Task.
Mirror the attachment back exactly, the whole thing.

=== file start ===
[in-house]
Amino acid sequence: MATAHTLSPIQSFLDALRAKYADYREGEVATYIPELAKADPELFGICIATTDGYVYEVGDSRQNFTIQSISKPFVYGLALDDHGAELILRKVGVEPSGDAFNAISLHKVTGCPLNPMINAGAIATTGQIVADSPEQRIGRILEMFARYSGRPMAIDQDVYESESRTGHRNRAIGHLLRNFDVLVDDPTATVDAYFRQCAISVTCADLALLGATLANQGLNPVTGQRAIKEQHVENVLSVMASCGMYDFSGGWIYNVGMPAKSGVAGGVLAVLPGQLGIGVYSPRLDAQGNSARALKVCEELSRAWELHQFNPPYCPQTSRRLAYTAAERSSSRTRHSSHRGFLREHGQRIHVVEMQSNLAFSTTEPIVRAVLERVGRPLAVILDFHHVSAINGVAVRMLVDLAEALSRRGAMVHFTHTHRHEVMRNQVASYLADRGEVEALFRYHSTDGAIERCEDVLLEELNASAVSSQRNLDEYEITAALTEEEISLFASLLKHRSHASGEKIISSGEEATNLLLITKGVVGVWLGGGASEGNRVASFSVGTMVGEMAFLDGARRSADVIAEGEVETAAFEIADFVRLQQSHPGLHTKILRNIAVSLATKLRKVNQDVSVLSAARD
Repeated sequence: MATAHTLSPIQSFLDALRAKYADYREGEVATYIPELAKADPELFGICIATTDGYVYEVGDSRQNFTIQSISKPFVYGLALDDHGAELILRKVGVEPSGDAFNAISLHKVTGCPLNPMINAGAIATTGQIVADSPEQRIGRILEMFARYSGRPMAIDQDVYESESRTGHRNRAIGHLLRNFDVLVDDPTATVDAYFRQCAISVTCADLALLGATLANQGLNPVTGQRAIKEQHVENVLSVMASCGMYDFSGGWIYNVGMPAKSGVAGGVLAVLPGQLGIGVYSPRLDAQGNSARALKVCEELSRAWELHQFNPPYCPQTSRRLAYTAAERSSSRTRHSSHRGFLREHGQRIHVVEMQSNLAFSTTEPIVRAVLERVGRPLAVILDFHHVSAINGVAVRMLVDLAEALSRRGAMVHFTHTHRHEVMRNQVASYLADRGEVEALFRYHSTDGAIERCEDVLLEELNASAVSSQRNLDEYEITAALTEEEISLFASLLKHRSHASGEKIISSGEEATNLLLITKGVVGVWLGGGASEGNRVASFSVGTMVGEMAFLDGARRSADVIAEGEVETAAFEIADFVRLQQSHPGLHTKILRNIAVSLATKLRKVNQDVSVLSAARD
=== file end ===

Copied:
[in-house]
Amino acid sequence: MATAHTLSPIQSFLDALRAKYADYREGEVATYIPELAKADPELFGICIATTDGYVYEVGDSRQNFTIQSISKPFVYGLALDDHGAELILRKVGVEPSGDAFNAISLHKVTGCPLNPMINAGAIATTGQIVADSPEQRIGRILEMFARYSGRPMAIDQDVYESESRTGHRNRAIGHLLRNFDVLVDDPTATVDAYFRQCAISVTCADLALLGATLANQGLNPVTGQRAIKEQHVENVLSVMASCGMYDFSGGWIYNVGMPAKSGVAGGVLAVLPGQLGIGVYSPRLDAQGNSARALKVCEELSRAWELHQFNPPYCPQTSRRLAYTAAERSSSRTRHSSHRGFLREHGQRIHVVEMQSNLAFSTTEPIVRAVLERVGRPLAVILDFHHVSAINGVAVRMLVDLAEALSRRGAMVHFTHTHRHEVMRNQVASYLADRGEVEALFRYHSTDGAIERCEDVLLEELNASAVSSQRNLDEYEITAALTEEEISLFASLLKHRSHASGEKIISSGEEATNLLLITKGVVGVWLGGGASEGNRVASFSVGTMVGEMAFLDGARRSADVIAEGEVETAAFEIADFVRLQQSHPGLHTKILRNIAVSLATKLRKVNQDVSVLSAARD
Repeated sequence: MATAHTLSPIQSFLDALRAKYADYREGEVATYIPELAKADPELFGICIATTDGYVYEVGDSRQNFTIQSISKPFVYGLALDDHGAELILRKVGVEPSGDAFNAISLHKVTGCPLNPMINAGAIATTGQIVADSPEQRIGRILEMFARYSGRPMAIDQDVYESESRTGHRNRAIGHLLRNFDVLVDDPTATVDAYFRQCAISVTCADLALLGATLANQGLNPVTGQRAIKEQHVENVLSVMASCGMYDFSGGWIYNVGMPAKSGVAGGVLAVLPGQLGIGVYSPRLDAQGNSARALKVCEELSRAWELHQFNPPYCPQTSRRLAYTAAERSSSRTRHSSHRGFLREHGQRIHVVEMQSNLAFSTTEPIVRAVLERVGRPLAVILDFHHVSAINGVAVRMLVDLAEALSRRGAMVHFTHTHRHEVMRNQVASYLADRGEVEALFRYHSTDGAIERCEDVLLEELNASAVSSQRNLDEYEITAALTEEEISLFASLLKHRSHASGEKIISSGEEATNLLLITKGVVGVWLGGGASEGNRVASFSVGTMVGEMAFLDGARRSADVIAEGEVETAAFEIADFVRLQQSHPGLHTKILRNIAVSLATKLRKVNQDVSVLSAARD